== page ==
>>>>purpose, wattage is wattage, I don't care how you split it up. (Only
>>>>exception is when you get into the commercial and industrial arena when
>>>>you start worrying about power factors and reactances, but that's
>>>>insignificant in our context).
>>>>
>>>>
>>>>However, from a Human-Engineering standpoint, I agree with Ted. People
>>>>invariably get happy with the number of receptacles on the powerstrip
>>>>and overload the UPS. You'd be amazed what I've seen plugged into power
>>>>strips attached to small SOHO UPSs - lamps, televisions, VCRs, even
>>>>vacuum cleaners. For this reason alone, I always tell people "No Power
>>>>strips".
>>>
>>>Televisions? Vacuums? Well now that just plain stupid!!!! and if
>>>someone
>>>is willing to do such a stupid thing then they deserve what they get.
>>>These
>>>are the same people who plug 100,000 xmas tree lights into one single
>>>outlet
>>>and wonder why the house burned down.
>>>
>>>But the idea of using a powerstrip (properly) being bad just doesn't fly.
>>>More over not being skeptical about an article published by a company who
>>>produces PDUs that suggest that only a PDU should be used is almost as
>>>stupid. If I were APC I'd make the same claim... Hell I'd sell more PDUs
>>>to
>>>people who just simply don't need them by scaring them with a bunch of
>>>technical mumbo jumbo that simply doesn't apply to their situation.
>>>
>>>Again note that we're talking home users and single PCs not a hand full
>>>of
>>>mission critical servers.
>>
>>Just for shits and giggles, I gave APC Tech Support a call.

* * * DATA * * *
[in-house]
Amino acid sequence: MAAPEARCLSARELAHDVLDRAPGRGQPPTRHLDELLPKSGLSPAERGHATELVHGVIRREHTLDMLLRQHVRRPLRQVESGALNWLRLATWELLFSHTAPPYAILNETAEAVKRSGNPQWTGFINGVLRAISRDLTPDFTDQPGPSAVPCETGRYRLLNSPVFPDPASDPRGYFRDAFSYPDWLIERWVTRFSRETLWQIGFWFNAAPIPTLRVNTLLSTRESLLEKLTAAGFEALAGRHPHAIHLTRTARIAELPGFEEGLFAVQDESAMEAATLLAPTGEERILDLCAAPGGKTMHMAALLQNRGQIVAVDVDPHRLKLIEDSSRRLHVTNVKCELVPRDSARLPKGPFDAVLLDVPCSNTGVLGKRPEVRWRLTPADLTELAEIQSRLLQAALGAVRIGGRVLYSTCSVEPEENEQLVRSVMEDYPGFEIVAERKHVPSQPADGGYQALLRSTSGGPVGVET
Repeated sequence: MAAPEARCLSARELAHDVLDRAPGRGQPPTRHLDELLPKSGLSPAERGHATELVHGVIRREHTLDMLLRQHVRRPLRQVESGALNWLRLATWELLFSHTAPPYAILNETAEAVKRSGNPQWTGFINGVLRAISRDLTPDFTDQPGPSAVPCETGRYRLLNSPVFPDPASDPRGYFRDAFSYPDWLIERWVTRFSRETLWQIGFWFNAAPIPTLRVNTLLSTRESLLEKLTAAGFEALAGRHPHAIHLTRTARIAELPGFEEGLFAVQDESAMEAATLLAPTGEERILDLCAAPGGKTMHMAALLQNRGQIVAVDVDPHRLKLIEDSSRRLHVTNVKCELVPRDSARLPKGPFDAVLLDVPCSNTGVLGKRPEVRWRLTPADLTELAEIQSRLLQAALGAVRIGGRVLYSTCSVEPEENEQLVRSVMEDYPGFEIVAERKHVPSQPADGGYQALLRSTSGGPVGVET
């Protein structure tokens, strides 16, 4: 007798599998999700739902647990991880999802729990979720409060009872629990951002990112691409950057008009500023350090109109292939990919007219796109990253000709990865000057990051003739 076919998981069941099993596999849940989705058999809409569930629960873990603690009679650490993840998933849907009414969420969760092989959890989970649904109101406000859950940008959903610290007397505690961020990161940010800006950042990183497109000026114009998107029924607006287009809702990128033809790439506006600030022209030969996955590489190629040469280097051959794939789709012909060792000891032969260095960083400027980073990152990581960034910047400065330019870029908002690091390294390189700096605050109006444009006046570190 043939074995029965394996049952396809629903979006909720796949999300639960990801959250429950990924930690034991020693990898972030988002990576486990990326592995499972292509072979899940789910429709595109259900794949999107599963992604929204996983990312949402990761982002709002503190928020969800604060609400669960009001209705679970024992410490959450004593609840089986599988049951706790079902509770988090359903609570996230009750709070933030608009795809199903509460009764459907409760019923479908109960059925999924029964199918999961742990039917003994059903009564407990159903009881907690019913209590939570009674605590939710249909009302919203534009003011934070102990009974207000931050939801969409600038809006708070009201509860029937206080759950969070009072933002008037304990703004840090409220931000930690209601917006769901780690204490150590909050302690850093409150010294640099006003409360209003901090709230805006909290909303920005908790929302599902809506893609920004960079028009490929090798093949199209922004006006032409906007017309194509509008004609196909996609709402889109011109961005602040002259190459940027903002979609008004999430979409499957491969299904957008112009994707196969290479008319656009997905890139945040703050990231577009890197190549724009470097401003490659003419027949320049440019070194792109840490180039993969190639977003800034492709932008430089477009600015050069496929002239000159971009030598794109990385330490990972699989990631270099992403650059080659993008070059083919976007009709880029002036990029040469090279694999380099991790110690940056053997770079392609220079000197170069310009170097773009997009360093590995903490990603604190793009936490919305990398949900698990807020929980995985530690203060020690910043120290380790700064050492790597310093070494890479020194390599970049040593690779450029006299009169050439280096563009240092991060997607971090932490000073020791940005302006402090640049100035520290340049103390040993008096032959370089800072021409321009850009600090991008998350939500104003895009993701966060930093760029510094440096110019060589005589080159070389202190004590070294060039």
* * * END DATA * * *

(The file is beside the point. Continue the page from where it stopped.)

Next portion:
>>
>>Along the same lines as using only their PDUs, the tech said that, while
>>he
>>didn't recommend using a power strip, if I *had* to, it should be an APC.
>><g>
>>
>>Uuuhh, yeah.
>
> LOL Well of course you should use a Genuine APC Power Strip/Serge
> Protector...

Great, no more gravy stains on my new suits!!

;)
 
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Shel <scs@XXXieee.org> wrote in news:5irgi19h7jrmtq1qod2ocv89ncrelqc5s2@
4ax.com:

> On Wed, 14 Sep 2005 12:08:19 -0400, "Ted Zieglar" <teddyz@notmail.com>
> wrote:
>
>>Do NOT plug a power strip into a UPS, particularly one with a surge
>>protector.
>
> Why is the surge protector a no-no?
>
>


Surge protectors generally have a combination of Toroids and Varistors
that could - theoretically - have a reactance which would change the
power factor (That is, the phase shift between the voltage and current
curves on the sine wave) in ways that MIGHT cause the UPS circuitry to
not operate correctly, either by not kicking in at all or kicking in
when it shouldn't. When small SOHO UPSs started appearing in the '80s,
there were stories of this causing premature failures and even fires in
an instance or two, but AFAIK totally unproven - I think they were just
grasping at straws and didn't have anything ELSE to blame the failures
on.

When I was with a previous employer, we deliberately popped some UPSs by
changing the power factor, not specifically to test the UPS but just to
analyze how our downstream equipment would handle it and as part of our
UL/ETL listing requirements. But we were at power factors and
reflectance waveforms that you would NEVER see in the real world.

For all practical purposes, this ISN'T going to happen in a SOHO
environment with one power strip plugged into a UPS. In a commercial
office building where I might have hundreds (or thousands) of surge
protectors connected to a central power source, I *might* start to think
about it.

- FM -
 
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"Ted Zieglar" <teddyz@notmail.com> wrote in message
news:pH_Ve.69$O43.3839104@news.sisna.com...
> Hey, my friend, I'm no electrical engineer. I follow what the manufacturer
> tells me. And since SOHO UPS's are dirt cheap, I don't see a reason to
> split